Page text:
While the souvenir programme might have noted that this year’s Leuchars Air Show marked the “65th Battle Of Britain At Home Day”, 2013 is significant for another reason, too. As announced towards the end of last week, this celebration of the Royal Air Force and those who serve with it will be Leuchars’ last as the base prepares for its imminent surrender to the Army.
Unaware of this at the time, I arrived shortly after the gates opened to the public, collecting my press pass from the media centre and making my way through security to the runway at which the bulk of the show traditionally takes place. Even at 10:15 the base was bustling with eager and enthused visitors keen for the displays to get underway. And they didn’t have long to wait.
Following a cursory lap of the site — along a row of Dutch F-16AMs and between larger static displays including a VCIO K3, a KDC-10 and a Sentinel R1 — my attention was drawn to the unmistakable sound of approaching aircraft. Announced by commentator Andy Pawsey, I looked up in time to see a flypast by the Red Arrows and four accompanying Typhoons.
Over the next few hours, audiences — many of whom had come prepared with windbreakers, camping chairs and telescopic camera lenses — were treated to a series of maneuvers made by a BAC Strikemaster, Pitts Special and Royal Air Force Tucano T1. There was also a second flypast, this time involving a Sentry AEW1 (or a Boeing E-3D in civilian speak) and another two Typhoons.
For me, the two most impressive spectacles — save for the Red Arrows, which weren’t scheduled to appear until 14:00 — were those exercised by the Vampire and a solitary Typhoon. A lightweight aircraft introduced in the ’40s, the Vampire is a very distinctive jet fighter, with its twin-booms and mixed wood and metal composition. The Typhoon, meanwhile, this year piloted by Flt Lt Jamie Norris, dazzled with its dexterity.
The air show had much more to offer than airplanes, however, and with a short break before the Red Arrows were scheduled to take to the skies I left the runway and static display area for another, longer look around. There were food stalls, carnival rides, air craft simulators and a pipe band. There was also a prominent portable studio where Chief of the Air Staff Sir Andrew Pulford was being interviewed by Forth One.
The Community Hangar housed a full scale replica of the Bloodhound Supersonic Car, representatives from a number of local businesses and charities, and Swansong, the RAF Leuchars Military Wives Choir, who were introduced by both The X-Factor’s Peter Dickson and a recorded message from Queen’s Brian May. To its left stood the Interactive Zone, where the whole family could get to grips with the skills necessary to become a serviceman or woman.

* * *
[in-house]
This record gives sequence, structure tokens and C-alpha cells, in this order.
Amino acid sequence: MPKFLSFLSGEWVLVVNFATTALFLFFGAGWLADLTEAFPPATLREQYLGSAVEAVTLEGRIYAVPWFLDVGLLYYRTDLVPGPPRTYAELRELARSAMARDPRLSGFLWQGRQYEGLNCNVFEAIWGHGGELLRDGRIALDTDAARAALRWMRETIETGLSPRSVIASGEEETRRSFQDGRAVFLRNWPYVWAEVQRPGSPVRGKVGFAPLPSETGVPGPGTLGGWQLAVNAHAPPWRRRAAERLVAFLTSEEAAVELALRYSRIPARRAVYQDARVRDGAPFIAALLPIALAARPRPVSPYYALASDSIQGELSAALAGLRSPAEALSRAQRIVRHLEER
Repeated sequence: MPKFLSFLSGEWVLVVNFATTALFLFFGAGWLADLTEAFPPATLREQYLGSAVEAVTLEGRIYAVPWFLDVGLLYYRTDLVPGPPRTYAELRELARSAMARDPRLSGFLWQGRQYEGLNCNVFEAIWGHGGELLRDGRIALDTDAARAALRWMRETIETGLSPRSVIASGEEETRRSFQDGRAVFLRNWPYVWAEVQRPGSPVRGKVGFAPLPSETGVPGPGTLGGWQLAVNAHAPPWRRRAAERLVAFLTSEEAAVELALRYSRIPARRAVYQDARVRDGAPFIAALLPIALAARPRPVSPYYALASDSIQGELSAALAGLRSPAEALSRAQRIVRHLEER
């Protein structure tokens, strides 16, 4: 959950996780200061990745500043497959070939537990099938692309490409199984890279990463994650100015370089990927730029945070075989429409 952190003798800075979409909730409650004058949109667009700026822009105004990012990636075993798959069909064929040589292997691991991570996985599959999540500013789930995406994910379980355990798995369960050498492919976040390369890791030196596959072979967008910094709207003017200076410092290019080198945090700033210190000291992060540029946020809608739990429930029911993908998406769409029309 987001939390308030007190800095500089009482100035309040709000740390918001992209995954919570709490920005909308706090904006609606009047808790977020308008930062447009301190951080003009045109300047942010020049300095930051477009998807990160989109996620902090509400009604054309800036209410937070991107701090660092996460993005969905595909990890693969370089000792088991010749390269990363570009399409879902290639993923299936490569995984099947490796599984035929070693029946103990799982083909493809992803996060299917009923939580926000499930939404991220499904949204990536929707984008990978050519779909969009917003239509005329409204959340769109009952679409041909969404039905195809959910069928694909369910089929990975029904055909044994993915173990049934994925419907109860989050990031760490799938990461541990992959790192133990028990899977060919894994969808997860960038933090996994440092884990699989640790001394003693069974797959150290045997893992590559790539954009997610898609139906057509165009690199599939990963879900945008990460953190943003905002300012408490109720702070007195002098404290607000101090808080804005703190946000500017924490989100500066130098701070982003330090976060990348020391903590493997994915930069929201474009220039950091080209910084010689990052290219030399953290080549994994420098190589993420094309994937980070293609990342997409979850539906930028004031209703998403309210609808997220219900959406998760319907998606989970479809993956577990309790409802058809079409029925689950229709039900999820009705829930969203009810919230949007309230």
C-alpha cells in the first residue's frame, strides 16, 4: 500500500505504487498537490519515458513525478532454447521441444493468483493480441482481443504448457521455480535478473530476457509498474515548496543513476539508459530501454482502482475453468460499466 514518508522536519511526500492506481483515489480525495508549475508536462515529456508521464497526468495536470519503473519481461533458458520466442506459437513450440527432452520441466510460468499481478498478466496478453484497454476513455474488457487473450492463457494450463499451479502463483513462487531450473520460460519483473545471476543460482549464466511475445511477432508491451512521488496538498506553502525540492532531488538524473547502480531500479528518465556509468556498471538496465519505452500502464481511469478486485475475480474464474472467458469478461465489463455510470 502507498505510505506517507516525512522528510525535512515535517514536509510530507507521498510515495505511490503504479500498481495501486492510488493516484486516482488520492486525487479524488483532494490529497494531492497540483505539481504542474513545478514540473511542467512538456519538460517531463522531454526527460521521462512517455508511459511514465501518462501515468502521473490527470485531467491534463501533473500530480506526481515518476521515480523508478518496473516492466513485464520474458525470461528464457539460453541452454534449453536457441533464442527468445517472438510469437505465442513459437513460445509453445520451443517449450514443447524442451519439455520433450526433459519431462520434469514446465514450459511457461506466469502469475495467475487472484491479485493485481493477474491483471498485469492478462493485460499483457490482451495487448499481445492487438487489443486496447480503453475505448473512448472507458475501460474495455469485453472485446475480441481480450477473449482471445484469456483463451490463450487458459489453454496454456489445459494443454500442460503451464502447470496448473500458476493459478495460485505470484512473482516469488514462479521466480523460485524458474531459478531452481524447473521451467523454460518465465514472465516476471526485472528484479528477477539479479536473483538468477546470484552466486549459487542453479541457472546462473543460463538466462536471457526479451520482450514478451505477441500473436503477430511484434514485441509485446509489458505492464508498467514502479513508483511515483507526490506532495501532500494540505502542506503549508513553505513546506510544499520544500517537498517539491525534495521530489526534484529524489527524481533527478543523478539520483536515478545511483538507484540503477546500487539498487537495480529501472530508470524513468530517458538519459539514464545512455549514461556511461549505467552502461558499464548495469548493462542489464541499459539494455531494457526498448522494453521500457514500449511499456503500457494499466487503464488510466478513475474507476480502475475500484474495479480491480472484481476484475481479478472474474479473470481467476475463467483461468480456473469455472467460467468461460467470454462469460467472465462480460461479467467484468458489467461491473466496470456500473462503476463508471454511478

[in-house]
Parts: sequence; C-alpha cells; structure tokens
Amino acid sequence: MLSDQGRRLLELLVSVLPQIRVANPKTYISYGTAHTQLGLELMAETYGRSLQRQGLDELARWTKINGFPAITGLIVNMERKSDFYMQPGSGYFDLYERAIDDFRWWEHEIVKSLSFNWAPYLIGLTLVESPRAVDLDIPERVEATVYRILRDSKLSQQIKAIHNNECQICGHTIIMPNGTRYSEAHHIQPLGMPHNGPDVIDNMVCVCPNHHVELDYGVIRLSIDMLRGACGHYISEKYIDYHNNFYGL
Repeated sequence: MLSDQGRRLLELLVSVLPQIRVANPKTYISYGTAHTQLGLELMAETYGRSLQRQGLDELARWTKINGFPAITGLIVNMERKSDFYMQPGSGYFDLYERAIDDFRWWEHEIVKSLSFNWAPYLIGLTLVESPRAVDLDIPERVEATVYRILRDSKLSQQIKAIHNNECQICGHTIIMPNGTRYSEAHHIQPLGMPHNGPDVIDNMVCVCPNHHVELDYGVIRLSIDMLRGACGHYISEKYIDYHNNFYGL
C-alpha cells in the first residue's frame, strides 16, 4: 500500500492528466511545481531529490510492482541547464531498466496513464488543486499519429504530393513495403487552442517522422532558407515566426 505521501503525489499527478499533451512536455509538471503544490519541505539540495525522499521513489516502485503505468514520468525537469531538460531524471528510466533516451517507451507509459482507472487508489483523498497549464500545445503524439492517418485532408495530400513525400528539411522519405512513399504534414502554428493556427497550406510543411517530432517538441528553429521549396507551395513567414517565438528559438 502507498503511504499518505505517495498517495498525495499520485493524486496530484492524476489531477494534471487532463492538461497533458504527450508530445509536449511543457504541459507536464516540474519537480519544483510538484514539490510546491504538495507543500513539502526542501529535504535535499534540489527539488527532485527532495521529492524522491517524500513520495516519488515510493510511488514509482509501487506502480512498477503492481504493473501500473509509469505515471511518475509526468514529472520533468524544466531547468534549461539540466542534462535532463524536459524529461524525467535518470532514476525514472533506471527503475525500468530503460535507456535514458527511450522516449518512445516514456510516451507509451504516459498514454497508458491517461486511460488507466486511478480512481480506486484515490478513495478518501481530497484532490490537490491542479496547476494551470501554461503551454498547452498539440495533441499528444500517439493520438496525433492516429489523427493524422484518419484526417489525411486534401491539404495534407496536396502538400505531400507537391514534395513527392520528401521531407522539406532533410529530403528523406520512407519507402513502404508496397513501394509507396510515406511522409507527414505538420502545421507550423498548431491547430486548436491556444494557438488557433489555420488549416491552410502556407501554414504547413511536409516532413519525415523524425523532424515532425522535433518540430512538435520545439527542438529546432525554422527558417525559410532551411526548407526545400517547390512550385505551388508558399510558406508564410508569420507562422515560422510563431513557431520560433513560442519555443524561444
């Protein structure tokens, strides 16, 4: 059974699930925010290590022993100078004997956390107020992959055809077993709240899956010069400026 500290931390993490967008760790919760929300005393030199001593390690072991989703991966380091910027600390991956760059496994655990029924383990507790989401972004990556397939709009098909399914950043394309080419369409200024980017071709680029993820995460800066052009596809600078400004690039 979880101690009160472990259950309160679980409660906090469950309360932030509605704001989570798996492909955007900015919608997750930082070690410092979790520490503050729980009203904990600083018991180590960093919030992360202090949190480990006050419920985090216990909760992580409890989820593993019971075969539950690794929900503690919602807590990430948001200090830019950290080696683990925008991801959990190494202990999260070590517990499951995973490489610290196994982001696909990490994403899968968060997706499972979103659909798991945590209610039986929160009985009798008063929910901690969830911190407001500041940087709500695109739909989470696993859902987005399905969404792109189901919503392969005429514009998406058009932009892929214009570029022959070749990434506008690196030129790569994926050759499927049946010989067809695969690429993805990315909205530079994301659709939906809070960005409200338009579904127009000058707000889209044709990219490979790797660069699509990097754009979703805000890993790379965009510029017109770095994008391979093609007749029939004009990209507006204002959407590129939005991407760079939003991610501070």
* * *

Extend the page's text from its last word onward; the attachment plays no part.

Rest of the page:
As the usual spotters looked on from beyond the fence and ticket booths, everybody else immersed themselves completely in the day’s festivities. Children played with foam planes, decked out in replica flight suits and ear defenders, while their parents enjoyed the spectacle of seeing the Royal Air Force at its very best in chairs they most likely brought with them every year. From their choice in merchandise, however, it was clear that many were there for one thing above all else.
I had seen the Red Arrows twice before, in 1996 as they performed over Canberra and Sydney’s Taronga Zoo, but I was eager to see the them in action again. Known officially as Royal Air Force Aerobatic Team, the Red Arrows had travelled up from RAF Scampton, near the city of Lincoln, where they spend the bulk of their time. A plane down so that a pilot could spend time with his newborn baby, the eight active Hawk T1As put on a terrific, if asymmetric display, which included maneuvers such as “Vortex”, “Carousel” and a new move for 2013 termed “The Twister”.
At this point the crowd, believed to be approximately 40,000 strong, began to thin out. There was still a great deal to come, however, and for those who remained the organisers had waiting in the wings The Wildcats, a Catalina and a mid-air demonstration by the Austrian Air Force of two Eurofighter Typhoons forcing a C-130 Hercules to land. This item was of particular pertinence given 1 (Fighter) and 6 Squadron’s Quick Reaction Alert roles at RAF Leuchars.
Following occasional warm spells the sky finally clouded over at this point, and both cold and tired we relocated to One Nine One for a coffee ahead of the inevitable queues at Leuchars’ otherwise little-used train station. We left in time to catch the Battle Of Britain Memorial Flight, glimpsing the iconic Lancaster bomber as it flew overhead, escorted by a Tornado GR4 decorated with special Dambusters 70th Anniversary tail art.
The event was a terrific success, and despite its staggering size and Leuchars’ relatively limited facilities the organisers put on a show that few will likely forget, for all the right reasons. As Air Chief Marshal Sir Andrew Douglas Pulford seemed determined to make clear during his interview, Leuchars may be set to close but the Royal Air Force’s presence in Scotland will remain, with the possibility that RAF Lossiemouth may one day inherit Leuchars’ demonstrative as well as operational roles.
On a slightly more personal note, Saturday 7th September was also significant in terms of my own story. After so many chapters spent exploring the world, moving house and making friends, my affiliation with the Air Force — as slight as it might have become in recent years — has finally come to an end. And thanks to the 65th and final Leuchars Air Show, and by extension the hundreds of service man and women it must have taken to make it work, it was a very, very memorable conclusion.